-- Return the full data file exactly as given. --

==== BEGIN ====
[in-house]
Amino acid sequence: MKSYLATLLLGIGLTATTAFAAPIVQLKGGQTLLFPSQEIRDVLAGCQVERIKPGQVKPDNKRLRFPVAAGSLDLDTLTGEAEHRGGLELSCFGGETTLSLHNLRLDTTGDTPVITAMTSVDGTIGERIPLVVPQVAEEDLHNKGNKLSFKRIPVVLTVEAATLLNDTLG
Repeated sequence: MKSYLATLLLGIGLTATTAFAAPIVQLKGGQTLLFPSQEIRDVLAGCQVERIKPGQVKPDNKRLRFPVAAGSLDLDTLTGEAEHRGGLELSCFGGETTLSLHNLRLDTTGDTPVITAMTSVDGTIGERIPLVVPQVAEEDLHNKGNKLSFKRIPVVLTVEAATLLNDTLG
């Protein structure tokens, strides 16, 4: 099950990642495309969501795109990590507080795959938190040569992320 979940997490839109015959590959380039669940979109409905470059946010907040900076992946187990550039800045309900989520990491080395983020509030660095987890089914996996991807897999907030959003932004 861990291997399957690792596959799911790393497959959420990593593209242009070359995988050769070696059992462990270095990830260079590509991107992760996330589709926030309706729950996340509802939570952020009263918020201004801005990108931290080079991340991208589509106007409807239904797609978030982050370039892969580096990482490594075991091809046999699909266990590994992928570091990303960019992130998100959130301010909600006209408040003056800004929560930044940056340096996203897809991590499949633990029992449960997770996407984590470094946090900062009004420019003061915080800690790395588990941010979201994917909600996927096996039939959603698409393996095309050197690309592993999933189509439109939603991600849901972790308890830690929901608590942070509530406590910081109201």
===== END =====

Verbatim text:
[in-house]
Amino acid sequence: MKSYLATLLLGIGLTATTAFAAPIVQLKGGQTLLFPSQEIRDVLAGCQVERIKPGQVKPDNKRLRFPVAAGSLDLDTLTGEAEHRGGLELSCFGGETTLSLHNLRLDTTGDTPVITAMTSVDGTIGERIPLVVPQVAEEDLHNKGNKLSFKRIPVVLTVEAATLLNDTLG
Repeated sequence: MKSYLATLLLGIGLTATTAFAAPIVQLKGGQTLLFPSQEIRDVLAGCQVERIKPGQVKPDNKRLRFPVAAGSLDLDTLTGEAEHRGGLELSCFGGETTLSLHNLRLDTTGDTPVITAMTSVDGTIGERIPLVVPQVAEEDLHNKGNKLSFKRIPVVLTVEAATLLNDTLG
């Protein structure tokens, strides 16, 4: 099950990642495309969501795109990590507080795959938190040569992320 979940997490839109015959590959380039669940979109409905470059946010907040900076992946187990550039800045309900989520990491080395983020509030660095987890089914996996991807897999907030959003932004 861990291997399957690792596959799911790393497959959420990593593209242009070359995988050769070696059992462990270095990830260079590509991107992760996330589709926030309706729950996340509802939570952020009263918020201004801005990108931290080079991340991208589509106007409807239904797609978030982050370039892969580096990482490594075991091809046999699909266990590994992928570091990303960019992130998100959130301010909600006209408040003056800004929560930044940056340096996203897809991590499949633990029992449960997770996407984590470094946090900062009004420019003061915080800690790395588990941010979201994917909600996927096996039939959603698409393996095309050197690309592993999933189509439109939603991600849901972790308890830690929901608590942070509530406590910081109201």